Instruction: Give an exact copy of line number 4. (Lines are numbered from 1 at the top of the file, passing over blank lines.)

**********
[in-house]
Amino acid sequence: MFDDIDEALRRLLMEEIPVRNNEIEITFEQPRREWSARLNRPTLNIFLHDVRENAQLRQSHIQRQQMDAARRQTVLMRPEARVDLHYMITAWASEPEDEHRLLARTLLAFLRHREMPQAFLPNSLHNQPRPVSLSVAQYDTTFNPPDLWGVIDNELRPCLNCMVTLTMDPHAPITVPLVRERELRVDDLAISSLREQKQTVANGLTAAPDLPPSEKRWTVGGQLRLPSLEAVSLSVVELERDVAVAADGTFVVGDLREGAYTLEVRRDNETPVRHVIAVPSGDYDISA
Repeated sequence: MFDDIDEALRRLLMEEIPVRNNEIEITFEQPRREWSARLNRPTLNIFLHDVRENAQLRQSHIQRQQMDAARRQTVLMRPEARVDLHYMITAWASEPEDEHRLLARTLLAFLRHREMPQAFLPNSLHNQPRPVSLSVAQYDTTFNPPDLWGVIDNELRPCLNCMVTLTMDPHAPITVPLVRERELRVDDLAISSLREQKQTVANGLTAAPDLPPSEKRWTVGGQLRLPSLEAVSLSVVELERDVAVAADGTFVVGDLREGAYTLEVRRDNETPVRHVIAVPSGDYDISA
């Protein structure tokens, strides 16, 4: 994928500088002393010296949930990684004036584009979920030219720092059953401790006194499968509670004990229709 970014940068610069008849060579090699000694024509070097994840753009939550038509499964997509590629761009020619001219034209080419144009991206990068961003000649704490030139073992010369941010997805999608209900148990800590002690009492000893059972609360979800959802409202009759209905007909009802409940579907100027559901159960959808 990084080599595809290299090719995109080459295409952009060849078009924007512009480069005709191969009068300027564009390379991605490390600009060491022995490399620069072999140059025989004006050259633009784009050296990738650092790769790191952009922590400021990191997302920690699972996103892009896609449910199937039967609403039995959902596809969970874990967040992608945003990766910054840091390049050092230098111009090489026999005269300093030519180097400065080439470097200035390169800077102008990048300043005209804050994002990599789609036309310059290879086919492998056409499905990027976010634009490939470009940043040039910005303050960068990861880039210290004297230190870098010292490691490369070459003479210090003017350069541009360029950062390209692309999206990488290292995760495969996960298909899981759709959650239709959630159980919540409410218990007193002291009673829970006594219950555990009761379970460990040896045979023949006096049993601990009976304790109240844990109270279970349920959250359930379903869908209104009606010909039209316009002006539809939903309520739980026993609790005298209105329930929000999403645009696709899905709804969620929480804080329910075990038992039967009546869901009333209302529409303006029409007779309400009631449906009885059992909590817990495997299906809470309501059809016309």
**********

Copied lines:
């Protein structure tokens, strides 16, 4: 994928500088002393010296949930990684004036584009979920030219720092059953401790006194499968509670004990229709 970014940068610069008849060579090699000694024509070097994840753009939550038509499964997509590629761009020619001219034209080419144009991206990068961003000649704490030139073992010369941010997805999608209900148990800590002690009492000893059972609360979800959802409202009759209905007909009802409940579907100027559901159960959808 990084080599595809290299090719995109080459295409952009060849078009924007512009480069005709191969009068300027564009390379991605490390600009060491022995490399620069072999140059025989004006050259633009784009050296990738650092790769790191952009922590400021990191997302920690699972996103892009896609449910199937039967609403039995959902596809969970874990967040992608945003990766910054840091390049050092230098111009090489026999005269300093030519180097400065080439470097200035390169800077102008990048300043005209804050994002990599789609036309310059290879086919492998056409499905990027976010634009490939470009940043040039910005303050960068990861880039210290004297230190870098010292490691490369070459003479210090003017350069541009360029950062390209692309999206990488290292995760495969996960298909899981759709959650239709959630159980919540409410218990007193002291009673829970006594219950555990009761379970460990040896045979023949006096049993601990009976304790109240844990109270279970349920959250359930379903869908209104009606010909039209316009002006539809939903309520739980026993609790005298209105329930929000999403645009696709899905709804969620929480804080329910075990038992039967009546869901009333209302529409303006029409007779309400009631449906009885059992909590817990495997299906809470309501059809016309």